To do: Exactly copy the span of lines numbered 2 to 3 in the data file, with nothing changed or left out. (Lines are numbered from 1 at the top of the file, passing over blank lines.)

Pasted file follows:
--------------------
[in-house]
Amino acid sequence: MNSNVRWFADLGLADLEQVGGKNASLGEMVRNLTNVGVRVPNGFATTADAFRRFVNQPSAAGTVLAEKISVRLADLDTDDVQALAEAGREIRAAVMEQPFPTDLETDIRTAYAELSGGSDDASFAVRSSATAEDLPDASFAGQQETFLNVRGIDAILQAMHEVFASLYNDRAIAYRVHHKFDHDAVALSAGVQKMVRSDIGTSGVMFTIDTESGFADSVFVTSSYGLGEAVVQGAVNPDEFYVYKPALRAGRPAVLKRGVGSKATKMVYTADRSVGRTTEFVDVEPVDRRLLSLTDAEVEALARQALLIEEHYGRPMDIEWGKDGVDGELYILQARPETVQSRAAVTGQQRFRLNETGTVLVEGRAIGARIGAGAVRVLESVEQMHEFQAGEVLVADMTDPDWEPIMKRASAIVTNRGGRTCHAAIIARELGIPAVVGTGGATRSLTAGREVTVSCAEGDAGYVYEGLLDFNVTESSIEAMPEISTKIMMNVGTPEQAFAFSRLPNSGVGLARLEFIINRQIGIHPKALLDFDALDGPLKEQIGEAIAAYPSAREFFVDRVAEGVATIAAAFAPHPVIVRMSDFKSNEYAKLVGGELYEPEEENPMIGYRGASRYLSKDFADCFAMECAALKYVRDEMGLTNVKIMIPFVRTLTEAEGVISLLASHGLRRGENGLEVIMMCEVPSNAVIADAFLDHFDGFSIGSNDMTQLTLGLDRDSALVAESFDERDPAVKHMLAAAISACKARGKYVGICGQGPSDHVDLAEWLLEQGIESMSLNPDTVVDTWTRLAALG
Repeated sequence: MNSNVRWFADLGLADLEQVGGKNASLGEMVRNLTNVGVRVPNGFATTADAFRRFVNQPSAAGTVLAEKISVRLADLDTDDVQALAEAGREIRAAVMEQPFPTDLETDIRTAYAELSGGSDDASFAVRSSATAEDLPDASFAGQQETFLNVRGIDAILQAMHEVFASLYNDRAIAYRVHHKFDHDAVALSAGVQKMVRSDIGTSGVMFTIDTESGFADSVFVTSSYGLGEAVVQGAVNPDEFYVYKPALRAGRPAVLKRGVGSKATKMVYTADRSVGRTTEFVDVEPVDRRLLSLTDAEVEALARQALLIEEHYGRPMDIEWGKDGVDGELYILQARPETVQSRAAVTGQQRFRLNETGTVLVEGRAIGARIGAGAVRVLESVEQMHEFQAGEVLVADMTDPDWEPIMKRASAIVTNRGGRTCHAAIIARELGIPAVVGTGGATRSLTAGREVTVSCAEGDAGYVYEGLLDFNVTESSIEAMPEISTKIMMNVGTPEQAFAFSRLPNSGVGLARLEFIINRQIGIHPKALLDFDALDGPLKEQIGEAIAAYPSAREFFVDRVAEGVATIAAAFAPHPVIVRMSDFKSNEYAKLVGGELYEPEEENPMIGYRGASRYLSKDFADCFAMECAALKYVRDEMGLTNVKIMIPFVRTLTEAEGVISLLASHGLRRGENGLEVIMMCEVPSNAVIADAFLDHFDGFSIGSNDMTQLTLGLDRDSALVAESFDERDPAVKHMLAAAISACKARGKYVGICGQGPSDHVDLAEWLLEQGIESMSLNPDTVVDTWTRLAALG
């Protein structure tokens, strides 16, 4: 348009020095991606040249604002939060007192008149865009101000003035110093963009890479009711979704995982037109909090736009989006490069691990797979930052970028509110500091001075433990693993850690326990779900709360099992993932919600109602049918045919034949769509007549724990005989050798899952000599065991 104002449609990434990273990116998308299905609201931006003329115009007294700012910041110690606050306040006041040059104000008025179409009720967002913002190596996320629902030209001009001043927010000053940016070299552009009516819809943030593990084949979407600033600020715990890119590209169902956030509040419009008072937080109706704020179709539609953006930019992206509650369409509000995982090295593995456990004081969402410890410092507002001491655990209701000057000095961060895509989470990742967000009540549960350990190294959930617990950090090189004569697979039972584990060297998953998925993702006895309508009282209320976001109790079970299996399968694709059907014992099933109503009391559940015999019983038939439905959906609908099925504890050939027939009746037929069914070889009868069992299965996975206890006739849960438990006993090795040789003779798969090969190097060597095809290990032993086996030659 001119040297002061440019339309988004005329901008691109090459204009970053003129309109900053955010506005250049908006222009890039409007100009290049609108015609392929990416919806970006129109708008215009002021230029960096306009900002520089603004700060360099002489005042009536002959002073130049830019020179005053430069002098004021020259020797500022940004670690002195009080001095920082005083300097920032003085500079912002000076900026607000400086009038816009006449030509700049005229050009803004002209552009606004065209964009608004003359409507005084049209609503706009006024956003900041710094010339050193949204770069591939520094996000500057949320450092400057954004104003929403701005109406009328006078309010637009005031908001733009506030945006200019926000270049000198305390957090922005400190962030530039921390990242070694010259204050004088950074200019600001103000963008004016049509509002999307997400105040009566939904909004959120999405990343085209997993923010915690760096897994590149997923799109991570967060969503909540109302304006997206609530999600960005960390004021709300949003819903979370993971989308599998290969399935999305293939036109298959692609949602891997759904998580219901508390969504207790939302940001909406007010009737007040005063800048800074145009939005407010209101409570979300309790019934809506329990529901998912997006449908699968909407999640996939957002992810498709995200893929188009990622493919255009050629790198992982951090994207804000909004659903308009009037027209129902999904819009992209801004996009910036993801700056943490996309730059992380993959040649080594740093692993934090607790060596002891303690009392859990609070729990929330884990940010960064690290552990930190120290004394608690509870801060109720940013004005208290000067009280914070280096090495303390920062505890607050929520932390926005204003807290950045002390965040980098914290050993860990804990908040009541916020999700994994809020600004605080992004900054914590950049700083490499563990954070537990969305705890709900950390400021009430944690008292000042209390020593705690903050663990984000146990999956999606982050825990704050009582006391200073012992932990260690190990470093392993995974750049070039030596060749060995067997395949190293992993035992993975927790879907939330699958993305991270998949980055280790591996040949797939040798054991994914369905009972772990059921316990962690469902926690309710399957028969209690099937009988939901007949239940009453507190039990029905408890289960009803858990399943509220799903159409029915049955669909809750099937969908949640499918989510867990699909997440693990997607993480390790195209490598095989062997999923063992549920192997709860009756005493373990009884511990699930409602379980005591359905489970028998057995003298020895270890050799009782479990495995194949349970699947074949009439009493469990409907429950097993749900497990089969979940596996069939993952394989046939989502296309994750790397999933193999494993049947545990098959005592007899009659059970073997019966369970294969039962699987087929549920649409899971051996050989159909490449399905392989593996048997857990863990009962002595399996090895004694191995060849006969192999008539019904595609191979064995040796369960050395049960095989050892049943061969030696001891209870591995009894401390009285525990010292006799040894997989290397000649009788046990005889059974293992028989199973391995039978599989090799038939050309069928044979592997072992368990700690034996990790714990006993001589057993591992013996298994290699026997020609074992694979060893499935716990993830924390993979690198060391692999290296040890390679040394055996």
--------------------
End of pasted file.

Amino acid sequence: MNSNVRWFADLGLADLEQVGGKNASLGEMVRNLTNVGVRVPNGFATTADAFRRFVNQPSAAGTVLAEKISVRLADLDTDDVQALAEAGREIRAAVMEQPFPTDLETDIRTAYAELSGGSDDASFAVRSSATAEDLPDASFAGQQETFLNVRGIDAILQAMHEVFASLYNDRAIAYRVHHKFDHDAVALSAGVQKMVRSDIGTSGVMFTIDTESGFADSVFVTSSYGLGEAVVQGAVNPDEFYVYKPALRAGRPAVLKRGVGSKATKMVYTADRSVGRTTEFVDVEPVDRRLLSLTDAEVEALARQALLIEEHYGRPMDIEWGKDGVDGELYILQARPETVQSRAAVTGQQRFRLNETGTVLVEGRAIGARIGAGAVRVLESVEQMHEFQAGEVLVADMTDPDWEPIMKRASAIVTNRGGRTCHAAIIARELGIPAVVGTGGATRSLTAGREVTVSCAEGDAGYVYEGLLDFNVTESSIEAMPEISTKIMMNVGTPEQAFAFSRLPNSGVGLARLEFIINRQIGIHPKALLDFDALDGPLKEQIGEAIAAYPSAREFFVDRVAEGVATIAAAFAPHPVIVRMSDFKSNEYAKLVGGELYEPEEENPMIGYRGASRYLSKDFADCFAMECAALKYVRDEMGLTNVKIMIPFVRTLTEAEGVISLLASHGLRRGENGLEVIMMCEVPSNAVIADAFLDHFDGFSIGSNDMTQLTLGLDRDSALVAESFDERDPAVKHMLAAAISACKARGKYVGICGQGPSDHVDLAEWLLEQGIESMSLNPDTVVDTWTRLAALG
Repeated sequence: MNSNVRWFADLGLADLEQVGGKNASLGEMVRNLTNVGVRVPNGFATTADAFRRFVNQPSAAGTVLAEKISVRLADLDTDDVQALAEAGREIRAAVMEQPFPTDLETDIRTAYAELSGGSDDASFAVRSSATAEDLPDASFAGQQETFLNVRGIDAILQAMHEVFASLYNDRAIAYRVHHKFDHDAVALSAGVQKMVRSDIGTSGVMFTIDTESGFADSVFVTSSYGLGEAVVQGAVNPDEFYVYKPALRAGRPAVLKRGVGSKATKMVYTADRSVGRTTEFVDVEPVDRRLLSLTDAEVEALARQALLIEEHYGRPMDIEWGKDGVDGELYILQARPETVQSRAAVTGQQRFRLNETGTVLVEGRAIGARIGAGAVRVLESVEQMHEFQAGEVLVADMTDPDWEPIMKRASAIVTNRGGRTCHAAIIARELGIPAVVGTGGATRSLTAGREVTVSCAEGDAGYVYEGLLDFNVTESSIEAMPEISTKIMMNVGTPEQAFAFSRLPNSGVGLARLEFIINRQIGIHPKALLDFDALDGPLKEQIGEAIAAYPSAREFFVDRVAEGVATIAAAFAPHPVIVRMSDFKSNEYAKLVGGELYEPEEENPMIGYRGASRYLSKDFADCFAMECAALKYVRDEMGLTNVKIMIPFVRTLTEAEGVISLLASHGLRRGENGLEVIMMCEVPSNAVIADAFLDHFDGFSIGSNDMTQLTLGLDRDSALVAESFDERDPAVKHMLAAAISACKARGKYVGICGQGPSDHVDLAEWLLEQGIESMSLNPDTVVDTWTRLAALG